I welcome the Minister of State's amendments. Since we are dealing with amendments Nos. 1 to 3, inclusive, I want to thank the Minister of State for listening to the debate and the contributions of the Members of this House, and responding in this manner to the proposal which I made. I fully accept what the Minister of State said that it is not possible to effectively amend the requirements of an EU directive through guidelines or anything else. The more complex amendment I proposed on Committee Stage was designed to achieve the maximum of what could be achieved within that parameter.
Accepting what the Minister of State said about the advices received about section 40, as well as looking at the difficulties that have arisen under this particular rubric in which we are introducing guidelines on enhanced supervision of politically exposed persons' accounts, the Minister of State should put down on the departmental agenda that when this matter comes up at the next Justice and Home Affairs Council meeting some consideration should be given to dealing with the practicalities of what it has imposed. I know the British minister expressed considerable doubts as to the extent and effect of this measure as it affected ordinary MPs in Westminster. She said she hardly could go into the tearooms in Westminster without being besieged by people horrified by the extent of this enhanced surveillance of their activities. Some real effort should be made to make it practical in its effect.
We are a small country and, therefore, the administrative council of the Labour Party might not be the same as the executive of the Labour Party in England or whatever. However, when one thinks about it, the average county councillor has far more discretion to affect people's well-being and economic existence than anything we do in this House individually and certainly anything that anybody does at the national executive or national governing body level of any political party. Accepting that the Central Bank and the other enforcement agencies for this legislation have to work within the letter of the law, will the Minister of State accept the letter of the law has been cast too wide here at the European level? Will he accept that some degree of moderation is sensible in these circumstances? It is bad enough that administrative council members of the Labour Party are subject to this regime every time they open a bank account or every time they want to continue an existing account when it is realised they have been appointed to that position. It is bizarre that one could have been paying a mortgage for donkey's years, gets elected to the Labour Party's council and suddenly gets this letter from a bank or building society asking where did one get all one's money for the past 18 years. It is bonkers by any standard.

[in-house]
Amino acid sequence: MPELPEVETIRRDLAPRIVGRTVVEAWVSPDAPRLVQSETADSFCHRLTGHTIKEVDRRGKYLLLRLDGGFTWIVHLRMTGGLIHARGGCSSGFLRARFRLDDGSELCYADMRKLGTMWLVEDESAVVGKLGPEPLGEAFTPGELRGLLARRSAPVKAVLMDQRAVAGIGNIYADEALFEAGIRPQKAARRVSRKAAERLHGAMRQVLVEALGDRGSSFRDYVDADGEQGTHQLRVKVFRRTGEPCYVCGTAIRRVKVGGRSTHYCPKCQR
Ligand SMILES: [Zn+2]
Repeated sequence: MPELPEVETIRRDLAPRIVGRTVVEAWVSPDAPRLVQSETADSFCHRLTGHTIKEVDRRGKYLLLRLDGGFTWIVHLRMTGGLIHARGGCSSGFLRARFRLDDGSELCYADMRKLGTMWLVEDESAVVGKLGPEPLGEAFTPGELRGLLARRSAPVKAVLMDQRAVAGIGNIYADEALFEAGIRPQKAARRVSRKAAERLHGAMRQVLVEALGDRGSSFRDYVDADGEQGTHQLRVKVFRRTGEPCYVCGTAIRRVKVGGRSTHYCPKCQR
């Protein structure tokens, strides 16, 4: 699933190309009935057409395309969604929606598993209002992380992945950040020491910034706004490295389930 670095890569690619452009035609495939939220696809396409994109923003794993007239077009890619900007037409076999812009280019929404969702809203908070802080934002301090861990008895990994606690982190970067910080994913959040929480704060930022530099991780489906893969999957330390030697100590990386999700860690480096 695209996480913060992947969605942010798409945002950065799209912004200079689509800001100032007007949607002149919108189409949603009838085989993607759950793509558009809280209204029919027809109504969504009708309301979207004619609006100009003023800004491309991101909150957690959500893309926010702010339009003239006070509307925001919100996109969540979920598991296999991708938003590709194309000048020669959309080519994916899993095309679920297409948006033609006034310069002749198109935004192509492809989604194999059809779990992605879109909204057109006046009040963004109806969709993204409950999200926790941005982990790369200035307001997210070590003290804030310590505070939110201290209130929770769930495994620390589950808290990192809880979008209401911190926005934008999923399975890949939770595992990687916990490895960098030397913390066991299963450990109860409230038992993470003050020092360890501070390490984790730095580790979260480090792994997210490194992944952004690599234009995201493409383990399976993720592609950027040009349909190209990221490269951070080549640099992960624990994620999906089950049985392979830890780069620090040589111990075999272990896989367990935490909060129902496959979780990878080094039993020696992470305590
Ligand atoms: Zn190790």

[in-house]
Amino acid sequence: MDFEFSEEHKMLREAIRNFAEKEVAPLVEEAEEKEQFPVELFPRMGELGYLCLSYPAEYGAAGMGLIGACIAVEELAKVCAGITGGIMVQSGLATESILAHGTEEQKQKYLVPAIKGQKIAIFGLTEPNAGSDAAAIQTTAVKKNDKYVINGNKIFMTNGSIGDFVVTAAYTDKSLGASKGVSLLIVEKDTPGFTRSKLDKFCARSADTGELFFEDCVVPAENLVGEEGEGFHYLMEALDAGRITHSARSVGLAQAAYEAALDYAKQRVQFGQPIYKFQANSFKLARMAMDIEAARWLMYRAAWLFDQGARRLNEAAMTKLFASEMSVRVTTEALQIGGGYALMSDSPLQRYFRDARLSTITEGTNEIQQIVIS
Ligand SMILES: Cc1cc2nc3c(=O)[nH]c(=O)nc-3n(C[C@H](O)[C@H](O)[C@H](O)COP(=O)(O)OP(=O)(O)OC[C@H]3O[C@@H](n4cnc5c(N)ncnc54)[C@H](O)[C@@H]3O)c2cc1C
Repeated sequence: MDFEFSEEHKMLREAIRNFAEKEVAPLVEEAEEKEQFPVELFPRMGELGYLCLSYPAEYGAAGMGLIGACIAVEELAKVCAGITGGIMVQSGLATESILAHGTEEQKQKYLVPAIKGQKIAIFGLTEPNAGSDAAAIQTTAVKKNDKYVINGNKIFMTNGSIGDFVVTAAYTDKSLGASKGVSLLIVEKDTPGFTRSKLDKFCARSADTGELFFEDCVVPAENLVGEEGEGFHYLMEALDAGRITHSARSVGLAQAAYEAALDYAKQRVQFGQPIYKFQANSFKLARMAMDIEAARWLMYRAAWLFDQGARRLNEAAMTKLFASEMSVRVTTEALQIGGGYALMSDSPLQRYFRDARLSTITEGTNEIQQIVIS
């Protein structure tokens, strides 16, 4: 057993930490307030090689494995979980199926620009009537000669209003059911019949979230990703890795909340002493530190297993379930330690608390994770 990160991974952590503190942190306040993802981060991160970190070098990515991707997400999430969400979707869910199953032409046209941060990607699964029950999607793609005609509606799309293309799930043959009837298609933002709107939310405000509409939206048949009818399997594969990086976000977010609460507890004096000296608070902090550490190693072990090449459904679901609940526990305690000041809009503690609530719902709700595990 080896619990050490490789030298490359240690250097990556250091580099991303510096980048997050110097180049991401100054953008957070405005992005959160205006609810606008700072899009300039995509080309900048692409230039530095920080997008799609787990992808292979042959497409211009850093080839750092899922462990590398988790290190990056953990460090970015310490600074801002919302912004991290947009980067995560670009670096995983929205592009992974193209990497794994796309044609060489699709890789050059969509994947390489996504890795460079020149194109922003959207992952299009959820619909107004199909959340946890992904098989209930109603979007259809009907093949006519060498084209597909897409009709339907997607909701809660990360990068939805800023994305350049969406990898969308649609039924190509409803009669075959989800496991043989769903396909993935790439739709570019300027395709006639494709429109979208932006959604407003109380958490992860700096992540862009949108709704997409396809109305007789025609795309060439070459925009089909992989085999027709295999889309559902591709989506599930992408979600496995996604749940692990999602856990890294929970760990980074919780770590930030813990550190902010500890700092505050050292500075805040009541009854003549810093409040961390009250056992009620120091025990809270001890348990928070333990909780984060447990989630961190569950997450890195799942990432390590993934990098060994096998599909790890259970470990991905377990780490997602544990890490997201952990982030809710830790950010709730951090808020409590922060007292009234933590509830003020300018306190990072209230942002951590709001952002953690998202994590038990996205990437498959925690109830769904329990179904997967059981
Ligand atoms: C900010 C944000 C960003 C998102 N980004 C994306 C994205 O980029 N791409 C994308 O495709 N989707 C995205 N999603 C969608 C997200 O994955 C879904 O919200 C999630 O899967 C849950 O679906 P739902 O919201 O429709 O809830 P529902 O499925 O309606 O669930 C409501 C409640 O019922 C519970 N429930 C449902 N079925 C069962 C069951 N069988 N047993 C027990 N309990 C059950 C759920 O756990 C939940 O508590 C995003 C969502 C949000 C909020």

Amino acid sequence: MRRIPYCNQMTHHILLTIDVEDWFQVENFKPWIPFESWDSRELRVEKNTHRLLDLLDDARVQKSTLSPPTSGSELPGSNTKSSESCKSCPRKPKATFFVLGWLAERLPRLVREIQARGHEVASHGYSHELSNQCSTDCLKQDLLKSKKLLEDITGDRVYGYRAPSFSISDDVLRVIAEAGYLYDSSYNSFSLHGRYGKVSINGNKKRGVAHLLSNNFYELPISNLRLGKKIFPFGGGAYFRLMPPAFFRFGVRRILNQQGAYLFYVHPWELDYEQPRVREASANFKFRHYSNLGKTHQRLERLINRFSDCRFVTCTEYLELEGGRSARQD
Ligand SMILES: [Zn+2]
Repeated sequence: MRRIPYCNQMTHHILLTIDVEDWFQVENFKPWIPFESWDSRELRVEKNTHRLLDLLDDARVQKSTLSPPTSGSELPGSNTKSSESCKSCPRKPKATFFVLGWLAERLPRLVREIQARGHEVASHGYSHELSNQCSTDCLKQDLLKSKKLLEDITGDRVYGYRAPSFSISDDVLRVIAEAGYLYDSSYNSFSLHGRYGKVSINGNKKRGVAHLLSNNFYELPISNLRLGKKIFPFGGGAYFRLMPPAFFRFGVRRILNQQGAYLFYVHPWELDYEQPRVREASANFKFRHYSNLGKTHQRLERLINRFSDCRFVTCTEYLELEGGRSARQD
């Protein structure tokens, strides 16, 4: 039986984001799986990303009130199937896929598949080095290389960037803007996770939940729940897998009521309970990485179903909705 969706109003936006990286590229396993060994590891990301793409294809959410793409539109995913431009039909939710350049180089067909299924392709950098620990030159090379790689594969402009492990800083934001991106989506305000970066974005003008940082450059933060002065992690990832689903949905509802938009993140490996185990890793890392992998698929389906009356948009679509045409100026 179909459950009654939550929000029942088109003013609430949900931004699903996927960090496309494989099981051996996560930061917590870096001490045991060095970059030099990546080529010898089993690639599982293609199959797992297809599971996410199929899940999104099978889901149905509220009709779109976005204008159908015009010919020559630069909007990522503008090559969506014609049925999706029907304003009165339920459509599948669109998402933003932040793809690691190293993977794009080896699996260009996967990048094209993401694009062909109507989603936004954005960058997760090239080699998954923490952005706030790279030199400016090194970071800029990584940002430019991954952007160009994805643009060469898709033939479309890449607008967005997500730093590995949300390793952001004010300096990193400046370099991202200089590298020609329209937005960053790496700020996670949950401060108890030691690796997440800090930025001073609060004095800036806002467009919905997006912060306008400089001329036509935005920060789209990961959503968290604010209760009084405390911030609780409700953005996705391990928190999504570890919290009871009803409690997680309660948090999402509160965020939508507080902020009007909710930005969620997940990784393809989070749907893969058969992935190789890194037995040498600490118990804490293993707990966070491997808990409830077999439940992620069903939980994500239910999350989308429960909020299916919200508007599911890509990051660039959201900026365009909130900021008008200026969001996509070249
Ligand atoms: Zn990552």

If that is the literal interpretation of this, then there is a strong case for indicating at the Justice and Home Affairs Council that it has gone a little bit too far and asking if the Council could moderate it somewhat. If it is mad to do that to a member of a particular body. What about their parents, who to their horror find out, that their child, male or female, has been given this elevated position in the Labour Party or Sinn Féin and they suddenly get these letters requiring them, exactly on the same basis, to account for their wealth over their lifetime? That is just crazy stuff.
Without pushing the matter any further, I fully accept the position the Minister of State is in. I thank him for the reasonable approach he has taken. It should not be necessary for the Minister or the Department to issue any guidelines. Common sense should prevail in all of these matters. Common sense should actually allow a two-line letter, if such is required, from the parent of a newly appointed member of the Labour Party's administrative council stating their wealth over their lifetime of work from A, B and C. Asking them to produce audited accounts of their business and all their tax returns since the year dot, along with asking them to prove what they got in their parents' will by supplying a copy of that will, is just crazy. If common sense cannot work out how this is implemented at the level of the Central Bank and other implementing bodies, we are in a sorry place.
I do not want to elaborate any further. I said everything I needed to say - perhaps at too great a length - on the last occasion. I thank the Minister of State for giving his Department and his successors the power to actually blow the whistle, say this has got to a ridiculous stage and ask if common sense could be applied.
Therefore, I support and welcome the Minister of State's amendment.